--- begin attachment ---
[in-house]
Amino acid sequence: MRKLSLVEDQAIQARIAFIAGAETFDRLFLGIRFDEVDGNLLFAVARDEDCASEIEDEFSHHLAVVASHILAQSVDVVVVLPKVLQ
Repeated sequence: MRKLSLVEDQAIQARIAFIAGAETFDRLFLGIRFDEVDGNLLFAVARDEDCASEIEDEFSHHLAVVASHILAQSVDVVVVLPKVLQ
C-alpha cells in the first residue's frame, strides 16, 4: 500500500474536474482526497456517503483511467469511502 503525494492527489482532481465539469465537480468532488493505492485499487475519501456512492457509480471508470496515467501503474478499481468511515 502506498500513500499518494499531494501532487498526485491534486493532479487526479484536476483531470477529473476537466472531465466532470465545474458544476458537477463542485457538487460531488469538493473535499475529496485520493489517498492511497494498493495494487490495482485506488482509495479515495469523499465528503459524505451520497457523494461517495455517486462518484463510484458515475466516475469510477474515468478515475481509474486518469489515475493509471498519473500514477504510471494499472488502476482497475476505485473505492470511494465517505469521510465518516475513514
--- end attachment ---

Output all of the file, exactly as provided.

[in-house]
Amino acid sequence: MRKLSLVEDQAIQARIAFIAGAETFDRLFLGIRFDEVDGNLLFAVARDEDCASEIEDEFSHHLAVVASHILAQSVDVVVVLPKVLQ
Repeated sequence: MRKLSLVEDQAIQARIAFIAGAETFDRLFLGIRFDEVDGNLLFAVARDEDCASEIEDEFSHHLAVVASHILAQSVDVVVVLPKVLQ
C-alpha cells in the first residue's frame, strides 16, 4: 500500500474536474482526497456517503483511467469511502 503525494492527489482532481465539469465537480468532488493505492485499487475519501456512492457509480471508470496515467501503474478499481468511515 502506498500513500499518494499531494501532487498526485491534486493532479487526479484536476483531470477529473476537466472531465466532470465545474458544476458537477463542485457538487460531488469538493473535499475529496485520493489517498492511497494498493495494487490495482485506488482509495479515495469523499465528503459524505451520497457523494461517495455517486462518484463510484458515475466516475469510477474515468478515475481509474486518469489515475493509471498519473500514477504510471494499472488502476482497475476505485473505492470511494465517505469521510465518516475513514